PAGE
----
For the recovery, renewal, and upgrading of supply chains
Supply chain disruptions are inevitable. The causes can be anything from late supply deliveries to production line shutdowns or transportation shortages. It is reasonably common for supply chain organizations to detect and respond to events quickly and without affecting the service to their customers and operations.
Today, however, organizations are facing major disruptions that affect their supply chains significantly. A recent survey by Gartner found that 76% of supply chain executives are facing more disruptions in their supply chains these days than three years ago. Furthermore, another 72% reported that disruption events have become more damaging.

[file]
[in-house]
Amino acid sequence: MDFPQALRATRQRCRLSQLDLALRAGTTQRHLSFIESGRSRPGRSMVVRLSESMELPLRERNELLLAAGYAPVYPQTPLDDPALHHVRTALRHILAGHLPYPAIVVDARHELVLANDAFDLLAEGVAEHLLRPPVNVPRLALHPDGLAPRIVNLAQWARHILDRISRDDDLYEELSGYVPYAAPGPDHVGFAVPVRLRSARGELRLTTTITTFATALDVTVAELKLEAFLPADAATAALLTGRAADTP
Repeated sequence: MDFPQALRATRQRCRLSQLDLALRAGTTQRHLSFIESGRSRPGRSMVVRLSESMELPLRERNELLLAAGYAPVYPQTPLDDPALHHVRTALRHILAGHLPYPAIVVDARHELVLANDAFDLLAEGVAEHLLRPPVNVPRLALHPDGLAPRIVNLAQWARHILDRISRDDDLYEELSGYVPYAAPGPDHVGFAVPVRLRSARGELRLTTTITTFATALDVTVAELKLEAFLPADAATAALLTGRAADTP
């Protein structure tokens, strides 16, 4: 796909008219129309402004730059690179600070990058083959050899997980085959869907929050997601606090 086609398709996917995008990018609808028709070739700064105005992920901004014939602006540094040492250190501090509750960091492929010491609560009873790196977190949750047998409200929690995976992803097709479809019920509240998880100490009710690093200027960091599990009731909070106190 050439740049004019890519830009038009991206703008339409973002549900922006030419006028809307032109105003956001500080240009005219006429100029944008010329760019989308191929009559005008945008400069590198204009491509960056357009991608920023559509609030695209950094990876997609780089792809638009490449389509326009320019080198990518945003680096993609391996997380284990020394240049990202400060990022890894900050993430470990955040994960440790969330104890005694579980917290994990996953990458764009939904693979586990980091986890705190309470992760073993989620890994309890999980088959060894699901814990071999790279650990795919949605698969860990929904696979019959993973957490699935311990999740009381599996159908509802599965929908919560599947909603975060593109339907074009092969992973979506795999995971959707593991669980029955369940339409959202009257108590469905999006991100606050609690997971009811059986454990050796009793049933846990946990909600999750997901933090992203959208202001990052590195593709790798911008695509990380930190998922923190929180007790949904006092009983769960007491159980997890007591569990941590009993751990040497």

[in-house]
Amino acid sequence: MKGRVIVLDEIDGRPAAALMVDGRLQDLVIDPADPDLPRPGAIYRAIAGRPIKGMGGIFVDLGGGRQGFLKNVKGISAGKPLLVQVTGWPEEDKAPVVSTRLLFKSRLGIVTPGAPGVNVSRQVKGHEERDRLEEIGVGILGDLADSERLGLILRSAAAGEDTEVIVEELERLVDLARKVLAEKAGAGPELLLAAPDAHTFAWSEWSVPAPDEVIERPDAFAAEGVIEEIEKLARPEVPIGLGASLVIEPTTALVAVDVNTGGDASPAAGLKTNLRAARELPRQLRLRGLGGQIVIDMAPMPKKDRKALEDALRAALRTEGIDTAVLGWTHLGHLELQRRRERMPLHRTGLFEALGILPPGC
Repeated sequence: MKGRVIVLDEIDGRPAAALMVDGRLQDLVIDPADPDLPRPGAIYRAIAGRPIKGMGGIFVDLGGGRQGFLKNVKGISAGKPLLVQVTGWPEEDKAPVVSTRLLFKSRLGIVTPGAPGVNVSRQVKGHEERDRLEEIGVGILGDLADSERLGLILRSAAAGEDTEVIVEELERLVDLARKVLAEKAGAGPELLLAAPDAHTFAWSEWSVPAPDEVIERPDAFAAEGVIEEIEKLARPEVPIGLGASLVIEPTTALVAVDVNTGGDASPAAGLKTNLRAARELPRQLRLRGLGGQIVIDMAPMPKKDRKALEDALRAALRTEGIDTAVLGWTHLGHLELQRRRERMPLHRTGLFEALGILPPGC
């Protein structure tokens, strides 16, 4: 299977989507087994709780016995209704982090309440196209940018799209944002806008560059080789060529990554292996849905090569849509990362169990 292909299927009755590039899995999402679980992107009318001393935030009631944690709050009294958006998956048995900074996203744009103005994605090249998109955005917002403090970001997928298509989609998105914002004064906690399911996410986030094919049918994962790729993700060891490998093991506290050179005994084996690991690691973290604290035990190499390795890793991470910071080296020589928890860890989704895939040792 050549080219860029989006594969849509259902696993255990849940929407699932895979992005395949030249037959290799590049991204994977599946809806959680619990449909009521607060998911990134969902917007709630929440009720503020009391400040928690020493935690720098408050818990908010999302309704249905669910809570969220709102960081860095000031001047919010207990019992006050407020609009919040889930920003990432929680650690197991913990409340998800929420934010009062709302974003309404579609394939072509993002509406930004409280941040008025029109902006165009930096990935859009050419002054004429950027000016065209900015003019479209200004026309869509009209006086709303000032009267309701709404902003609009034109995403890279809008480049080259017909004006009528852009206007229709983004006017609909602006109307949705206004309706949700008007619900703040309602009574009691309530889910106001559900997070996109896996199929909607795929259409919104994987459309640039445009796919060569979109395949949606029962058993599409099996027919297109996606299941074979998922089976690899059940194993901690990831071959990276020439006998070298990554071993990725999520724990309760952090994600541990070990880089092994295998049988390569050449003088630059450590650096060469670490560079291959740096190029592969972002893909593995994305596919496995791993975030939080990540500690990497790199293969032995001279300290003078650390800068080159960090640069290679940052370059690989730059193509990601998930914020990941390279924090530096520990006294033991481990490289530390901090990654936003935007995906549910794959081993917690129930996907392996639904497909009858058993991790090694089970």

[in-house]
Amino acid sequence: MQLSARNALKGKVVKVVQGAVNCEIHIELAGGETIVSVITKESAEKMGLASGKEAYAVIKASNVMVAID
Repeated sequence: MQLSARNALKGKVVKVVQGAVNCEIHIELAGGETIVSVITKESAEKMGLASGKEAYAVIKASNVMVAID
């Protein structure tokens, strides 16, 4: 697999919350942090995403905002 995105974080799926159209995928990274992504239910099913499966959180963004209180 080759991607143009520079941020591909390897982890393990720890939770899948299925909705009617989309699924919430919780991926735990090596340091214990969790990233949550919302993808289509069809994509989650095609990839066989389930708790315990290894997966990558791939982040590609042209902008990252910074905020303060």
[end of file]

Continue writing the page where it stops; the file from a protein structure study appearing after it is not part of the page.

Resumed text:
A recent example is the COVID-19 pandemic. Other examples include tariff disputes, natural disasters, and supply failures. Companies increasingly rely on supply chain analytics tools for identifying disruptions, analyzing their scale, and predicting their effects on the supply chain.